Black Creatives Gather for 5th Annual Afrofuturism Lounge

Black comic creators, artists, writers, designers, and innovators share ideas at the 5th annual Afrofuturism Lounge during Comic-Con weekend.


Dr. LaWana Richmond, center, stands with other attendees

By Ahliyah S. Chambers, Contributing Writer

After two long years, people traveled from all over to participate in and admire Comic-Con, the annual international comic book convention and nonprofit multi-genre entertainment event that has been hosted in San Diego since 1970. There was even more excitement

The crew behind Broken Chalice Studios. (Photo: Voice and Viewpoint Newswire).

surrounding Comic Con’s comeback with the premiere of Jordan Peele’s new film NOPE and the release of the Black Panther: Wakanda Forever trailer, among other event highlights. On Thursday, July 21st and Friday, July 22nd, the 5th annual Afrofuturism Lounge was hosted, in partnership with Comic-Con, at the Quartyard in the East Village.

Today, we notice a rise in Black speculative imagination that can be attributed to the Black Speculative Arts Movement, a global community of intellectuals that seeks to present, promote and support human centered speculative imagination to catalyze streams of new thought that envision an inclusive future society.

Closely connected to the Black Speculative Arts Movement is Afrofuturism. It was scholar

Eugeme Millenial Hippie. (Photo: Voice and Viewpoint Newswire).

Mark Dery who suggested that the purpose of the term “afrofuturism” was to designate “speculative fiction that treats African American themes and addresses the concerns in the context of 20th century techno-culture. African-American voices have stories to tell about culture, technology, and things to come.”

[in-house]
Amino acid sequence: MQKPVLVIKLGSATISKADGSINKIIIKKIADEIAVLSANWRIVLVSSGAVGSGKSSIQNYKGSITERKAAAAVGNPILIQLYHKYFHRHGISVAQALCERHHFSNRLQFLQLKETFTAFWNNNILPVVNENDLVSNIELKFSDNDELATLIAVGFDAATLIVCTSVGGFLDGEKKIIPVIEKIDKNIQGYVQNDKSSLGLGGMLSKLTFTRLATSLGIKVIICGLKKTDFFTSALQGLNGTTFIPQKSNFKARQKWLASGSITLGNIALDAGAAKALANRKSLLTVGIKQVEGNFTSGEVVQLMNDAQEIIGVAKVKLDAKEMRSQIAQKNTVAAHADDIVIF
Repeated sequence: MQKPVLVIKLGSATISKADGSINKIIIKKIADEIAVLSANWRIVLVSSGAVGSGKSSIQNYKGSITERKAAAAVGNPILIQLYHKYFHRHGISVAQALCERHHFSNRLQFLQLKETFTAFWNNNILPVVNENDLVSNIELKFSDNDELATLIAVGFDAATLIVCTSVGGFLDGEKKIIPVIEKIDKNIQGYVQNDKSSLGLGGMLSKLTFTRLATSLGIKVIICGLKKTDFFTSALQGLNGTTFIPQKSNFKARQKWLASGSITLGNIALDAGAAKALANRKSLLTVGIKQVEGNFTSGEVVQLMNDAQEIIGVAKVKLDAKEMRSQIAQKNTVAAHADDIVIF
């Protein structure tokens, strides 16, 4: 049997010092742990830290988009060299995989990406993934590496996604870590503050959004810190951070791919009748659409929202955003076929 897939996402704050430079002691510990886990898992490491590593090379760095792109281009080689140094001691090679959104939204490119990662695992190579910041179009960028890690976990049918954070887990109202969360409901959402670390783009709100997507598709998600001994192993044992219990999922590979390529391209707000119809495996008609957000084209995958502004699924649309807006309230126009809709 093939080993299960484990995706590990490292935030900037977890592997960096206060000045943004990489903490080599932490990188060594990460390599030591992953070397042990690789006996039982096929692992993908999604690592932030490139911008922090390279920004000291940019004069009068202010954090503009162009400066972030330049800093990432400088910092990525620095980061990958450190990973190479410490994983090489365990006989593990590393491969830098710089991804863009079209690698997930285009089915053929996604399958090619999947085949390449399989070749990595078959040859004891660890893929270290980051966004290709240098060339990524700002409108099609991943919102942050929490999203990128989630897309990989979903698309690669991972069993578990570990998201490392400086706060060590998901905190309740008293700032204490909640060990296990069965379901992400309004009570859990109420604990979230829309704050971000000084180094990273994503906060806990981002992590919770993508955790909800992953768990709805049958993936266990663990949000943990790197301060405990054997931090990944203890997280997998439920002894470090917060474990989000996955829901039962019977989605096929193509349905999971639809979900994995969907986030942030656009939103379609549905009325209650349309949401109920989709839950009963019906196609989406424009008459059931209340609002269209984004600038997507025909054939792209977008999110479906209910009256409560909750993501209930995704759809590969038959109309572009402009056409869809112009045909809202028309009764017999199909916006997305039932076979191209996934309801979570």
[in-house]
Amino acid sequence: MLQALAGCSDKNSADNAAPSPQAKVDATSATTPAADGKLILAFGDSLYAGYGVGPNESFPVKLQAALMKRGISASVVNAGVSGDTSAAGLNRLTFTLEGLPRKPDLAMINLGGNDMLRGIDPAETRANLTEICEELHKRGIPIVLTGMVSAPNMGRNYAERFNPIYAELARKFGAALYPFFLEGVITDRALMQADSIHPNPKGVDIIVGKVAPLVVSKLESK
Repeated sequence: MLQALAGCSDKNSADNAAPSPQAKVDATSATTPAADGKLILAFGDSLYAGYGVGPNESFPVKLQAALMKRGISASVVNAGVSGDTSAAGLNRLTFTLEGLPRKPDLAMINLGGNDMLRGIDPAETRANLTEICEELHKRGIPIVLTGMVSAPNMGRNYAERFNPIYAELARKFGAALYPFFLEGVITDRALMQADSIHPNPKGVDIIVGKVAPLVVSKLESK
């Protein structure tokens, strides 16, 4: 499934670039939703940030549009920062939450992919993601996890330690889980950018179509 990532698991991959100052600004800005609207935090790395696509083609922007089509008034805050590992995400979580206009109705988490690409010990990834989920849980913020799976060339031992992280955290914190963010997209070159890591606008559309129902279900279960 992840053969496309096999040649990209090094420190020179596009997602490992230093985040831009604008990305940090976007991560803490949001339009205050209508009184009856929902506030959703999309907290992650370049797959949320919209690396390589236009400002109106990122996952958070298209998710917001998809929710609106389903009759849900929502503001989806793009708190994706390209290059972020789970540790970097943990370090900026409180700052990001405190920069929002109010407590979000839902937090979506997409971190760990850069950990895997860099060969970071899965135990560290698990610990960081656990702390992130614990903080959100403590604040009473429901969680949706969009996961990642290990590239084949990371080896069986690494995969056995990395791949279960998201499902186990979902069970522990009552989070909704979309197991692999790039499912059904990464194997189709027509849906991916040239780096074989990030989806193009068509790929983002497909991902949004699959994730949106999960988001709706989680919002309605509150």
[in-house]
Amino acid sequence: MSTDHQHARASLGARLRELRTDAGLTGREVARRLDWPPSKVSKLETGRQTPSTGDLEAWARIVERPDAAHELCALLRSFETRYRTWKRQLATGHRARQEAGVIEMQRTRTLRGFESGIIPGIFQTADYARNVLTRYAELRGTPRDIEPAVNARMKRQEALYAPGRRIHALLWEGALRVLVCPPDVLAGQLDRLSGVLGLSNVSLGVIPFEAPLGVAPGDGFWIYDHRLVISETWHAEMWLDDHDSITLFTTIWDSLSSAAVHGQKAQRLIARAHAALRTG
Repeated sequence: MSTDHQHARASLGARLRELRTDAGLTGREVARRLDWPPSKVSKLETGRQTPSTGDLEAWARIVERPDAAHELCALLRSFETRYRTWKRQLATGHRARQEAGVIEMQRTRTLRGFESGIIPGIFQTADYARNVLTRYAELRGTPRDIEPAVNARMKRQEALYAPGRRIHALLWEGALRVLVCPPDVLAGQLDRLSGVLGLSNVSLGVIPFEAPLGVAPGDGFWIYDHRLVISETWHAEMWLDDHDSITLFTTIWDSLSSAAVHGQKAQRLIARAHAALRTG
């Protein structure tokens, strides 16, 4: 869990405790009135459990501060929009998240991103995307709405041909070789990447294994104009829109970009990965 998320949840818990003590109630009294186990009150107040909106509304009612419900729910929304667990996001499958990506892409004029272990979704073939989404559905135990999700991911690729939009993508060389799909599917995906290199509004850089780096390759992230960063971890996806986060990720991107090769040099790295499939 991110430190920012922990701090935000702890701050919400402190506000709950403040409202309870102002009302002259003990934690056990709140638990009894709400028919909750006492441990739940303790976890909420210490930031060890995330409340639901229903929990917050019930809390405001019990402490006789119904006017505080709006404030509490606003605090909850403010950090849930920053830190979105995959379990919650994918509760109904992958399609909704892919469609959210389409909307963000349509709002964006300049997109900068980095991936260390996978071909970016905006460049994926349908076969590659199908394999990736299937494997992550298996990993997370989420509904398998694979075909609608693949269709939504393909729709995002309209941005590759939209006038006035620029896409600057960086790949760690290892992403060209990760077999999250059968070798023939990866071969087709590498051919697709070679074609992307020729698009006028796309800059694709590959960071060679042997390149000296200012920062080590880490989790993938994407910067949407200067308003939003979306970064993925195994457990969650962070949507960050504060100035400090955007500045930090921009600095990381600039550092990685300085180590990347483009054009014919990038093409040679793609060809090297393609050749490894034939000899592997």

A few years ago, Dr. LaWana Richmond founded the Afrofuturism Lounge that sought to provide an educational, entertaining, and informative space for creative and critical thinkers alongside community builders. Last weekend, many traveled a great distance to support Dr. LaWana Richmond’s efforts. Her hopes of individuals gathering was to cultivate a space for Blacks to imagine speculative futures and the multiverse as an exploration of art as well as a world filled with opportunities.

The event was also in collaboration with The Buses are Coming,” an installation hosted by the San Diego African American Museum of Fine Art, and reported on in this newspaper last month.

“The exhibit was intentionally hosted at the Freedom Riders exhibit because the exhibit is filled with QR codes that include augmented reality. We wanted people to be able to see how connecting the past and present can help us imagine the future of the African diaspora as we would like to see it,” said Dr. Richmond.

Merch table with Tiffany Hollins, Terece Moret, Brenda Bates, and Annisa. (Photo: Voice and Viewpoint Newswire).

Throughout the two-day event, a variety of vendors and panelists came out to share their take on Afrofuturism. Dr. LaWana reminded guests, “Afrofuturism is interdisciplinary and inclusive. With that being said, we found it important to highlight those within business, art, music, dance, community healing, and science that all bring value to Black speculative thought.” Then it is our job to reverse engineer the process to outline what steps we need to take as a community to get there.” 

Dr. Sarah Boswell, an attendee of the 5th Afrofuturism Lounge shared “I found the conversations about creatives and business to be powerful. It was helpful to hear strategic ways to navigate your business, as well as, protect your intellectual and creative property. All in all, I was very impressed with the panel selection and vendors!”